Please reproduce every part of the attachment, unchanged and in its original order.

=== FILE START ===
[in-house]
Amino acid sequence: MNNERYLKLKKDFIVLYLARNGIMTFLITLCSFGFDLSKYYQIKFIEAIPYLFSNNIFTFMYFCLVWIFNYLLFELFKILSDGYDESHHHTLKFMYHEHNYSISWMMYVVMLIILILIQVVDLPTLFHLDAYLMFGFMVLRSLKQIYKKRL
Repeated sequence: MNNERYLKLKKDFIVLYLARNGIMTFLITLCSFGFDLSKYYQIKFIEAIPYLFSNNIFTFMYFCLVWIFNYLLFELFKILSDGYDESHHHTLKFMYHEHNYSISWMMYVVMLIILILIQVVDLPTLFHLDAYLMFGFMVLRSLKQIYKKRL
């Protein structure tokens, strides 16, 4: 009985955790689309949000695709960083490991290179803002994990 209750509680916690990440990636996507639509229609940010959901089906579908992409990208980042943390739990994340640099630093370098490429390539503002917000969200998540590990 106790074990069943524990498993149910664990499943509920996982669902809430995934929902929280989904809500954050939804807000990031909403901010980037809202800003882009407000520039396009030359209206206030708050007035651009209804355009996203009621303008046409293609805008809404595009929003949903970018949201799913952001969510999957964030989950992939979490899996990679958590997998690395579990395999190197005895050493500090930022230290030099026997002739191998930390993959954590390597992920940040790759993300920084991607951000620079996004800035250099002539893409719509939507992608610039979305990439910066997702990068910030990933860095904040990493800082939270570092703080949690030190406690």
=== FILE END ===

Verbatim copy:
[in-house]
Amino acid sequence: MNNERYLKLKKDFIVLYLARNGIMTFLITLCSFGFDLSKYYQIKFIEAIPYLFSNNIFTFMYFCLVWIFNYLLFELFKILSDGYDESHHHTLKFMYHEHNYSISWMMYVVMLIILILIQVVDLPTLFHLDAYLMFGFMVLRSLKQIYKKRL
Repeated sequence: MNNERYLKLKKDFIVLYLARNGIMTFLITLCSFGFDLSKYYQIKFIEAIPYLFSNNIFTFMYFCLVWIFNYLLFELFKILSDGYDESHHHTLKFMYHEHNYSISWMMYVVMLIILILIQVVDLPTLFHLDAYLMFGFMVLRSLKQIYKKRL
């Protein structure tokens, strides 16, 4: 009985955790689309949000695709960083490991290179803002994990 209750509680916690990440990636996507639509229609940010959901089906579908992409990208980042943390739990994340640099630093370098490429390539503002917000969200998540590990 106790074990069943524990498993149910664990499943509920996982669902809430995934929902929280989904809500954050939804807000990031909403901010980037809202800003882009407000520039396009030359209206206030708050007035651009209804355009996203009621303008046409293609805008809404595009929003949903970018949201799913952001969510999957964030989950992939979490899996990679958590997998690395579990395999190197005895050493500090930022230290030099026997002739191998930390993959954590390597992920940040790759993300920084991607951000620079996004800035250099002539893409719509939507992608610039979305990439910066997702990068910030990933860095904040990493800082939270570092703080949690030190406690």